BRIEF DESCRIPTION OF THE DRAWINGS

The invention will now be described in connection with the appended drawings, in which:

FIG. 1 is a perspective view of a tank showing how the armor box of the invention is applied to its armored surfaces;

FIG. 2 is a side cross-sectional view of one emboddiment of the reactive armor box of the invention;

FIG. 3 is a side cross-sectional view of another embodiment of the reactive armor box of the invention; and

FIG. 4A, 4B, and 4C are views similar to FIGS. 2 and 3, showing various arrangements of the explosive cassettes of the invention.

DETAILED DESCRIPTION OF THE INVENTION

FIG. 1 of the drawings illustrates an armored vehicle such as a tank 14 with a plurality of reactive armor boxes 10 attached to the armor surface 12 of tank 14. Such reactive armor boxes are disposed on various surfaces of armored vehicles to provide protection from projectiles.

Referring now to FIG. 2 of the drawings wherein the reactive armor box 10 is illustrated in cross-section. As seen in FIG. 2, box 10 comprises a base portion 16 with a plurality of upwardly extending walls 18 from one surface of base 16 and a top 20 attached to walls 18, and enclosing an open space between the walls and the base and the top. A plurality of explosive cassettes 26 similar to those illustrated and disclosed in U.S. Pat. No. 4,368,660, as identified hereinabove, are disposed for defeating projectiles which impinge upon and penetrate reactive armor box 10. The explosive cassettes 26 deflect the incoming projectile or its jet shot line as described in the above-identified Held patent. At least top 20 of reactive armor box 10 comprises a material which has proven to be effective for absorbing radar radio waves. This surface may include circuit analog sheets in conjunction with a thin magnetic absorber and be part of a composite which is optimized for stiffness and durability and light weight.

Such composites permit refinements such as rounded corners with small weight penalty and simplifies fabrication techniques. For example, the box could be injection or compression molded utilizing chopped fiber glass for reinforcement. Other techniques would be to form such top by resin transfer molding or pultrusion.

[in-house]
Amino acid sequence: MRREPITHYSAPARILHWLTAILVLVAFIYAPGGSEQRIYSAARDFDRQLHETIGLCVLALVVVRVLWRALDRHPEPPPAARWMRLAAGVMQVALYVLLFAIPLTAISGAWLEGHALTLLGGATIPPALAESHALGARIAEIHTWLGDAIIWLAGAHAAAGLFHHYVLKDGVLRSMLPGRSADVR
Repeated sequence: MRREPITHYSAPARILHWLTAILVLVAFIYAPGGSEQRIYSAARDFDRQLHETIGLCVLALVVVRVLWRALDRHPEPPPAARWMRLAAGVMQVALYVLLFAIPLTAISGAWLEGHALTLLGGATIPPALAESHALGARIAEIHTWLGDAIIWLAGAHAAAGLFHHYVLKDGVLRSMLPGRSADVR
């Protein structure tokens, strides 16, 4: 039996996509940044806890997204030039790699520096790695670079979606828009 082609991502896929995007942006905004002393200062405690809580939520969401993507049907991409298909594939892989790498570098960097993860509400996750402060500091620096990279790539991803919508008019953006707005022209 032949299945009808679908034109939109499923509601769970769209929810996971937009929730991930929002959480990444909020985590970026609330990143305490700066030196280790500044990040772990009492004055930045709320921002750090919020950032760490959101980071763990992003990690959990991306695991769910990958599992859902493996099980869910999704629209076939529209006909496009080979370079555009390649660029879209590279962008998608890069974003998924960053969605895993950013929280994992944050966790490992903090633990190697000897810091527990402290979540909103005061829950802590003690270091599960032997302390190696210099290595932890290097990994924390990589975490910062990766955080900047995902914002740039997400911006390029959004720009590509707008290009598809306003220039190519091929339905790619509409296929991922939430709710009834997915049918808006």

The pultrusion system permits continuous mass production and can provide long lengths of boxes which are easily cut to the desire length or width with the ends of the boxes enclosed by flat composite sheets which are connected to the top and base and the connecting walls by means of an adhesive, all of which are well known in the art.

Another advantage of the use of such composites is the ability to contour the reactive armor box to match the contour of the basic platform so as to minimize the radar cross-section return.

As also seen in FIG. 2, the bottom surface of base 16 is provided with a attachment means such as hooks 24 which penetrate a pile fabric 22 supported on armor surface 12 for easy attachment and disassembly from the protective surface. The fastener illustrated in FIG. 2 is a heavy duty, industrial type which could be formed of metal or heavy duty nylon hooks for pile fabric to permit the secure attachment of the reactive armor box to the surface to be protected by it.

FIG. 3 illustrates an alternative embodiment of the invention wherein top 20' is formed of the radar absorbent material or composite while the remaining portion of box 10 may be formed of steel or the like. In this case, top 20' is attached to walls 18 by means an adhesive or mechanical fastener means such as screws or the like, making it readily simple to relocate cassettes 26 within the box or to add additional cassettes where such additional protection is deemed to be necessary. Other fasteners which can be used are quick release fasteners normally used in the aircraft industry.

FIGS. 4A, 4B, and 4C illustrate examples of how cassettes 26 may be arranged in the armor boxes of the invention. The number of and the placement of the cassettes may be varied, depending on the nature of the threat of the protected surface.

While two particular embodiments of invention have been described in detail, it will be readily understood by those skilled in the art that a variety of configurations can be used which will utilize the principles of the invention as set forth without departing from the structure recited in the appended claims.